Selfie Obliteration: On Yayoi Kusama's "Infinity Mirrors" and radical self-awareness

A line spirals out from the fountain and wraps around the interior perimeter of the "Brutalist donut" that is the Hirshhorn Museum, spilling out onto the plaza beside the National Mall. Several hundred visitors are here—foreign tour groups, art students, tourists with selfie sticks, families with children—just before the museum opens, to see the traveling exhibition of wildly popular, 88-year-old Japanese artist Yayoi Kusama's retrospective "Infinity Mirrors."

It's a Tuesday morning.

Once these visitors finally enter the museum, they have to wait in more lines in order to experience the exhibition's main draw: six shed-sized rooms, each housing one of Kusama's oft-Instagrammed installations comprised of lights or small objects endlessly reflected and repeated in the mirror-lined walls and ceilings. Erected inside the Hirshhorn's top-floor galleries amidst Kusama's sculptures and two-dimensional work, each installation holds only two or three people for 20 to 30 seconds at a time before the museum staff opens the door and ushers them out to let the next group in—a measure to meet the needs of the huge foot traffic.

Of course, I'm skeptical. An art experience that's mostly just waiting in lines to experience a total of three minutes of the show's supposed highlights—doesn't sound worthy of all the hype. And the hype is in growing abundance as more "Infinity Mirror" selfies pop up on social media; nevermind news coverage. If you use Instagram, you've most likely seen one or 200 of these selfies already.

I'm not anti-selfie by any means—I indulge regularly—and I know I can't leave the Hirshhorn today without taking one or two myself, and I do. If nothing else, it's a stamp on a virtual passport. I also feel a bit ill every time a critic dismisses a work of art just because the museumgoers of the much-loathed millennial generation have taken a liking to photographing themselves with or within it (see: Anish Kapoor's 'Cloud Gate' in Chicago, to name one popular example).

But when what seems to be the primary take-away of a work of art is the viewer posed within or in front of it, the actual piece reduced to a background or vehicle, I have to wonder what more there is to get out of it, especially if the flattened, phone-captured impressions of the artwork are more interesting than the experience itself.

My doubts are quickly extinguished by an infinite field of glowing yellow pumpkins. The door of Kusama's most recent "Infinity Mirror" room, 2016's 'All the Eternal Love I Have for the Pumpkins' (at the advice of the Hirshhorn's PR rep I started with the room at the end of the exhibition to move ahead of the traffic), closes behind me, and the sculptures light up the otherwise darkened box. As the illusory space recedes in the reflected reflections, the edges of the gourds fade to leave only a plane of black polka dots reaching into darkness. And my body, too, shrinks and fractures until it's just dots.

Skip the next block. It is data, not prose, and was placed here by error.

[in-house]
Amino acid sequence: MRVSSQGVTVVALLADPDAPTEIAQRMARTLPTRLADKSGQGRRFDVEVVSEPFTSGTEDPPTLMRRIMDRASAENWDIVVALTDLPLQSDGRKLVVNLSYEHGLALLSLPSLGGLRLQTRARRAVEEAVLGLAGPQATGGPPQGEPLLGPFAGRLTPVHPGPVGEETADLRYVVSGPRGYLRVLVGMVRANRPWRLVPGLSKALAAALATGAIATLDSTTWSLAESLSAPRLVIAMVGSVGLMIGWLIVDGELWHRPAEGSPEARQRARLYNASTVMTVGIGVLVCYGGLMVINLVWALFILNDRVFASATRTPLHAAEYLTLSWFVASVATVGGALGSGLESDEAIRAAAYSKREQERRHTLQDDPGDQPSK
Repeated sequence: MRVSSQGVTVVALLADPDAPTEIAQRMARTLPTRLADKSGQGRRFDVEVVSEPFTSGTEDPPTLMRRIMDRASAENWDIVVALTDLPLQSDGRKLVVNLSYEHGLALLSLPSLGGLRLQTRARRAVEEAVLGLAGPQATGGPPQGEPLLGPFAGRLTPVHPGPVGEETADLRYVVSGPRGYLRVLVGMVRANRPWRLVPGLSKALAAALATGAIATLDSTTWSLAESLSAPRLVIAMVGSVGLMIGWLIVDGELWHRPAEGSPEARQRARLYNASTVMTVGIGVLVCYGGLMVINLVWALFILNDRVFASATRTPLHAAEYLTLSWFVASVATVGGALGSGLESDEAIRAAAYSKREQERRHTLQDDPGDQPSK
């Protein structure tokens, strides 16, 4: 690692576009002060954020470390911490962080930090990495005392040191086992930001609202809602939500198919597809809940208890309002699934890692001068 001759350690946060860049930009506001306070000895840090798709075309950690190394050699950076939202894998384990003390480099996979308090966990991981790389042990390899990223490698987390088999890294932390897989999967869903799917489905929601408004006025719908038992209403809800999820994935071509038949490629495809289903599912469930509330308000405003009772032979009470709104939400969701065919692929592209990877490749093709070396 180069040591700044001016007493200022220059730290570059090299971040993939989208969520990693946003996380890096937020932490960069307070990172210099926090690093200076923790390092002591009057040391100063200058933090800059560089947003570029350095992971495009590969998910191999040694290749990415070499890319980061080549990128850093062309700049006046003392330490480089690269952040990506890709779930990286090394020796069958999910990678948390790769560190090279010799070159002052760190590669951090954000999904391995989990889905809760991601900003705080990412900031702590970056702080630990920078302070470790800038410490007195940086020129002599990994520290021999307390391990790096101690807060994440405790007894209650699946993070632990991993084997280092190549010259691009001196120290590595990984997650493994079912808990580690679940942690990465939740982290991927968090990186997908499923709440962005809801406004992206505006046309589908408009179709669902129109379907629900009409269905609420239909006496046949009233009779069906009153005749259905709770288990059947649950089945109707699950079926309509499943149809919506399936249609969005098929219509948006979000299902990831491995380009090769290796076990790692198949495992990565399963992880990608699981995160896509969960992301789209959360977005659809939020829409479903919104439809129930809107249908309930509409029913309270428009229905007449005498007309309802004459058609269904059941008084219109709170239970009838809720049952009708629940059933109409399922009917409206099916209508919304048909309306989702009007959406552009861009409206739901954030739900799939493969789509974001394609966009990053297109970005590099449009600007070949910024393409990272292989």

It's a spectacle for sure, but rather than exhilaration I feel an unexpected calm—something about the vastness of the illusion rubbing up against the actuality of being confined to a box is comforting, like a deep breath. I'm only in there for a deep breath, anyway.

After 20 seconds, the door opens, and I'm wondering what would happen if I stayed in there for 20 minutes or more. I imagine, rather than the potency of the illusion would petering out, it would grow stronger as the physical memory of finite space faded. The accumulating sense of losing myself, dissolving into the environment—what Kusama has long called "self-obliteration" in reference to a range of her work—seemed to peak just before the door opened. This happens again, more dramatically, in the other darkened "Infinity Mirror" rooms 'Aftermath of Obliteration of Eternity' and 'The Souls of Millions of Light Years Away,' wherein small LED lights hang from the ceiling to create a kind of sci-fi nightscape, the occupant's body barely detectable in the dark.

We're only granted blips of infinity; the gulf between space and time is jarring. But for those waiting in line, on the other side, 30 seconds feels like plenty of time. Thankfully, waiting in line here is not simply waiting in line. Surrounding the mirror rooms are over 60 sculptures, paintings, and works on paper as well as archival materials from the artist's 65-year career.

I'd like to return and ditch the lines just to revisit some of these pieces, like the mammoth "Infinity Net" paintings (one of which—'No. Green No. 1'—I've visited often at its permanent home, the Baltimore Museum of Art). For these, Kusama would paint without rest, allegedly, for 50 to 60 hours at a time, using her body to mechanically push a single color across a massive black canvas in miniscule arched strokes. The physical toll of this process was Kusama's impetus for using mirrors to create a similar expansiveness—an arch among others in the artist's career the Hirshhorn uses to frame the exhibition, creating a compelling account of the varied forces of illusion and infinity. Though the viewer is not literally reflected in the "Infinity Net" paintings as they are in the "Mirrors," the body's relation to the web's honeycomb field is persistent as it absorbs the surging collision of macro and micro, positive and negative space, urging a less direct but equally cogent self-awareness. And, as the eyes trace the hundreds of thousands (millions?) of globby brushstrokes, with no focal point to anchor them, the viewer inherits Kusama's own body memory from pushing the paint around the canvas. Again, we're at once radically conscious of ourselves and feel as if we're disappearing into the pattern.